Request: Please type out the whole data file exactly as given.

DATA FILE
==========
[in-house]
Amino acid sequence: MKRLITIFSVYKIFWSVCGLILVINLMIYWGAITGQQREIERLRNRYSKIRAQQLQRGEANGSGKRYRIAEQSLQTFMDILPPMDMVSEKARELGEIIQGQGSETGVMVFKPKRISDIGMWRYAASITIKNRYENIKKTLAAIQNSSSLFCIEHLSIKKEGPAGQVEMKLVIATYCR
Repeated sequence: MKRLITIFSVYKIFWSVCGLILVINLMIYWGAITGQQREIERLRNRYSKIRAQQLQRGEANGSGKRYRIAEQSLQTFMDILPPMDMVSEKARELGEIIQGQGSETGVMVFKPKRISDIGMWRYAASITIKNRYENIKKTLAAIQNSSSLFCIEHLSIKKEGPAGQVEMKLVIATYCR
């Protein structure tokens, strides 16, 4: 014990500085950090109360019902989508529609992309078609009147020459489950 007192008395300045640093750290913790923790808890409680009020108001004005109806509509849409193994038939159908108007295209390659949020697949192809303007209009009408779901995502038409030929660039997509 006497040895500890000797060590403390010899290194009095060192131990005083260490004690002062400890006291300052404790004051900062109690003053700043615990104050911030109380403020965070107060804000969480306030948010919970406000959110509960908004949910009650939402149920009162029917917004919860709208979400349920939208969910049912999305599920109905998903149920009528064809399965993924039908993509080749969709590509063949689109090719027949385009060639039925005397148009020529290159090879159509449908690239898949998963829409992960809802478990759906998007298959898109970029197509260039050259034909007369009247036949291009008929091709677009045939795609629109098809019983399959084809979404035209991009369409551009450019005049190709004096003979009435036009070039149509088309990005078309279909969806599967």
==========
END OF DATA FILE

[in-house]
Amino acid sequence: MKRLITIFSVYKIFWSVCGLILVINLMIYWGAITGQQREIERLRNRYSKIRAQQLQRGEANGSGKRYRIAEQSLQTFMDILPPMDMVSEKARELGEIIQGQGSETGVMVFKPKRISDIGMWRYAASITIKNRYENIKKTLAAIQNSSSLFCIEHLSIKKEGPAGQVEMKLVIATYCR
Repeated sequence: MKRLITIFSVYKIFWSVCGLILVINLMIYWGAITGQQREIERLRNRYSKIRAQQLQRGEANGSGKRYRIAEQSLQTFMDILPPMDMVSEKARELGEIIQGQGSETGVMVFKPKRISDIGMWRYAASITIKNRYENIKKTLAAIQNSSSLFCIEHLSIKKEGPAGQVEMKLVIATYCR
């Protein structure tokens, strides 16, 4: 014990500085950090109360019902989508529609992309078609009147020459489950 007192008395300045640093750290913790923790808890409680009020108001004005109806509509849409193994038939159908108007295209390659949020697949192809303007209009009408779901995502038409030929660039997509 006497040895500890000797060590403390010899290194009095060192131990005083260490004690002062400890006291300052404790004051900062109690003053700043615990104050911030109380403020965070107060804000969480306030948010919970406000959110509960908004949910009650939402149920009162029917917004919860709208979400349920939208969910049912999305599920109905998903149920009528064809399965993924039908993509080749969709590509063949689109090719027949385009060639039925005397148009020529290159090879159509449908690239898949998963829409992960809802478990759906998007298959898109970029197509260039050259034909007369009247036949291009008929091709677009045939795609629109098809019983399959084809979404035209991009369409551009450019005049190709004096003979009435036009070039149509088309990005078309279909969806599967």